Imagine my absolute disappointment. I was literally on the verge of crying. I was already thinking about my family waiting for me at the baggage claim area and just how incredibly embarrassing and just plain awful to have to go back home because of my bad judgment.
With all these going through my head, I could barely understand what the senior IO was saying until he uttered the words Special Landing Permission, how he would need a translator, and that it could take a while.
Then came the long wait. An airport employee dropped by to ask me for my flight information (so they could locate my family and inform them of the situation). Then I waited some more. There were three other travelers (different Nationalities) also waiting in the office. No idea what’s going on with them but I could tell that they were just as anxious as I am.
Finally, the senior IO came back and led me to what I believe an interrogation room, with a translator at the other end of the phone line. I will no longer bore you with the details of the whole conversation but I was basically informed that my visa was invalid and void but that I will be given a Special Landing Permission so that I can enter the country as a tourist. I was also asked to write a short appeal letter requesting for permission to be granted entry to the country so that I can join my family on vacation. And of course, I signed a few documents confirming that I understood what happened, etc.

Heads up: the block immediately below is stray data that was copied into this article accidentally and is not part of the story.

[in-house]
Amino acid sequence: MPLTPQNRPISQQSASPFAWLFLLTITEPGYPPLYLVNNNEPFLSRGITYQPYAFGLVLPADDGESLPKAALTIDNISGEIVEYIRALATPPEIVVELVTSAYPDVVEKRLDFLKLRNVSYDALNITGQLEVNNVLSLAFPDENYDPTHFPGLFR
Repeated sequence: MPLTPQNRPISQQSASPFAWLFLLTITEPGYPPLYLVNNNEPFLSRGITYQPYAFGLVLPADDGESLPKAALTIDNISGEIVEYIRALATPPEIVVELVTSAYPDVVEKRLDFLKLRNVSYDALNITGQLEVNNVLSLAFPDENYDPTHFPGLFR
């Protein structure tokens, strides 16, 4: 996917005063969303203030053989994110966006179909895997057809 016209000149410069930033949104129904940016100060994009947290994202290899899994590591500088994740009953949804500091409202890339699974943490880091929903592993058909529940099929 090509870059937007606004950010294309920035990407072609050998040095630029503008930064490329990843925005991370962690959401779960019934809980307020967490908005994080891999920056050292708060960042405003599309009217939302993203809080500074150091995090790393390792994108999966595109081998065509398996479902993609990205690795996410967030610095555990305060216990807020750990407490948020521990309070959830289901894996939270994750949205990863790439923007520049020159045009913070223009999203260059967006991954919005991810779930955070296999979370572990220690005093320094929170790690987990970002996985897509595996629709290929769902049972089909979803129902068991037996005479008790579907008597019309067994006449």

Finally, I was allowed to leave and join my family, with my Immigration sticker allowing me to stay in the country for 15 days. Yey! Osaka, I’m excited to see you!
What I Learned From This Experience
First of all, I do not blame anyone except myself. The officer from Japan’s Consulate Office in Guam gave me information that was true at the time that I made the inquiry. Osaka is hosting the G20 Summit at the end of this month and all over Kansai International Airport, especially in the Immigration area, are warnings about heightened security. It is quite possible that the change in policy happened after I inquired and probably in preparation for the summit.
Second, I appreciate so much the professionalism and kindness of the Japanese Immigration Officers. I would have been in a total panic, or worse, had they not been nice and did their best to explain to me what was going to happen. They did not leave me wondering in the dark nor did they show any unseemly behavior. This is just one of the many reasons why I love Japan.
And lastly, when applying for a visa or when you’re being questioned by an IO, ALWAYS be honest about your travel intentions. I personally think that this played an important role with the IO’s decision in granting me the Special Landing Permission. He knows that I’m traveling with family. I have all the documents to prove that I will only stay in the country for six days and it’s purely for tourism purposes. I have also traveled at least three times to Japan before, was issued a multiple 5-year visa, and have never overstayed or caused any trouble. If in any way I acted suspiciously and if there were inconsistencies in my story, I was surely going to be sent home.